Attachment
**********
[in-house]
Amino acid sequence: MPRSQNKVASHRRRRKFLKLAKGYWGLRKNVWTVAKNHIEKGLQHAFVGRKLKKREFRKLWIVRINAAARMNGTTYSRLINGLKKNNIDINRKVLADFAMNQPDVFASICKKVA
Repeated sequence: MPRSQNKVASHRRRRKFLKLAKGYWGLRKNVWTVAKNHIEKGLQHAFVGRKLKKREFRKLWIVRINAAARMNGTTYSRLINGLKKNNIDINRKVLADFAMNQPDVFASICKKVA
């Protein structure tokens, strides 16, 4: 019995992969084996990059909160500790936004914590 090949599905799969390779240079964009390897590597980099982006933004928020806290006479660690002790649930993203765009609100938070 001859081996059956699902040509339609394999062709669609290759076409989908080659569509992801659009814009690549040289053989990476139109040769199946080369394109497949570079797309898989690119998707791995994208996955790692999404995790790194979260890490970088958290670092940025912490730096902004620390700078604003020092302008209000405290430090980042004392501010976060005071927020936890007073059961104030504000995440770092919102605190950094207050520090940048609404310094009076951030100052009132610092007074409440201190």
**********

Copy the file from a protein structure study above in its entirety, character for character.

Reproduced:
[in-house]
Amino acid sequence: MPRSQNKVASHRRRRKFLKLAKGYWGLRKNVWTVAKNHIEKGLQHAFVGRKLKKREFRKLWIVRINAAARMNGTTYSRLINGLKKNNIDINRKVLADFAMNQPDVFASICKKVA
Repeated sequence: MPRSQNKVASHRRRRKFLKLAKGYWGLRKNVWTVAKNHIEKGLQHAFVGRKLKKREFRKLWIVRINAAARMNGTTYSRLINGLKKNNIDINRKVLADFAMNQPDVFASICKKVA
């Protein structure tokens, strides 16, 4: 019995992969084996990059909160500790936004914590 090949599905799969390779240079964009390897590597980099982006933004928020806290006479660690002790649930993203765009609100938070 001859081996059956699902040509339609394999062709669609290759076409989908080659569509992801659009814009690549040289053989990476139109040769199946080369394109497949570079797309898989690119998707791995994208996955790692999404995790790194979260890490970088958290670092940025912490730096902004620390700078604003020092302008209000405290430090980042004392501010976060005071927020936890007073059961104030504000995440770092919102605190950094207050520090940048609404310094009076951030100052009132610092007074409440201190």